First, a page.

“Word of Mouth”
Referrals and recommendations from satisfied customers and friends are still a great marketing tool. Today, word of mouth is often digital - and fueled by social media. There can only be so many customers at the farmers' market or your farm stand. But online discussions help you cast a larger net and invite more folks to your market, website, or your special event. Use digital tools such as Google, Yelp, and Community Bulletin Boards to post hours of operation, location, and get customer reviews.
Have your story ready and share it everywhere to help develop brand loyalty. What’s your farm’s history, what exactly is your product or service, how do you produce your product, what are its attributes and benefits, do you have lots of photos, who are the key family members or employees, how do you benefit your community, why does their purchase of your product matter? Consumers want to know who they’re purchasing their food from and they are more likely to purchase from someone they like. Your story opens that door.
Learn to use the technology tools customers want to use. Websites, secure online purchasing and checkout, online ordering and custom bundling of products, videos, social media, and texting. Technology is as much about how you interact with customers as it is a communication tool. Use technology to spot new product trends and prevailing customer needs among different target groups- Millennials, Gen X, Baby Boomers, etc.
Variations of a Theme
How many ways do you offer potential customers to access your product and take the time to “shop”? McDonald’s is putting self-ordering kiosks in their stores. While saving on labor costs, they discovered that per order sales from the kiosk were higher since customers could dwell longer on their menu selections. They still offer counter service, drive-thru ordering, car delivery, and custom orders. All services aimed at the same result, make the sale. New marketing models will not only give customers a greater selection of products but also more venues for placing their orders.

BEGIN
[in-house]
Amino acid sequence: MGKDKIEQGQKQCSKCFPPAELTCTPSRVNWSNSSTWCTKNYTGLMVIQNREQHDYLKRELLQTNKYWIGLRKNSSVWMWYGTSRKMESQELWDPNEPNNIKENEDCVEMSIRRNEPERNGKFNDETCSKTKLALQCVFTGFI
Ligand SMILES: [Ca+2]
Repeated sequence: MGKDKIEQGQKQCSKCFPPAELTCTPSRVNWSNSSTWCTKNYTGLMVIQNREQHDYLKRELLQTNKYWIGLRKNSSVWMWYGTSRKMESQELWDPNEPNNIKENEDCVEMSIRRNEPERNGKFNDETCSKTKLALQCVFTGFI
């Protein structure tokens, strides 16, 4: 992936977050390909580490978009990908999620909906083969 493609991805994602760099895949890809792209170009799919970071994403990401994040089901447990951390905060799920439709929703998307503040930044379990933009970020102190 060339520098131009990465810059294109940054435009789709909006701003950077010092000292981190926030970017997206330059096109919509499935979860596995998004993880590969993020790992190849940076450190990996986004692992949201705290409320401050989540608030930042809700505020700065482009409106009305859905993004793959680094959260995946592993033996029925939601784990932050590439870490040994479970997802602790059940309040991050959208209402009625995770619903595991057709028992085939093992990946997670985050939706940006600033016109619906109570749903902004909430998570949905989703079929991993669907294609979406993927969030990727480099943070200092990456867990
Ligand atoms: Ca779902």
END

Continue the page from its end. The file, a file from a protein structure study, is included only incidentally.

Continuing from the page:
There are both opportunities and challenges when working within a collaborative marketing model. A clear set of agreed-upon written expectations and responsibilities for membership can help address many of these concerns. A collaborative marketing group can:
- Take advantage of the economies of size and variety to expand their product offerings.
- Preserve an existing market.
- Create a new market.
- Access a broad and diverse customer base.
This is not an exhaustive list but rather the groundwork for developing a more customer-centric approach to direct marketing. The tools and models are sure to keep changing. But to quote the Greek philosopher Heraclitus, “Change is the only constant in life.”
Mastering Marketing is produced by Ginger S. Myers and is published periodically containing important seasonal marketing information.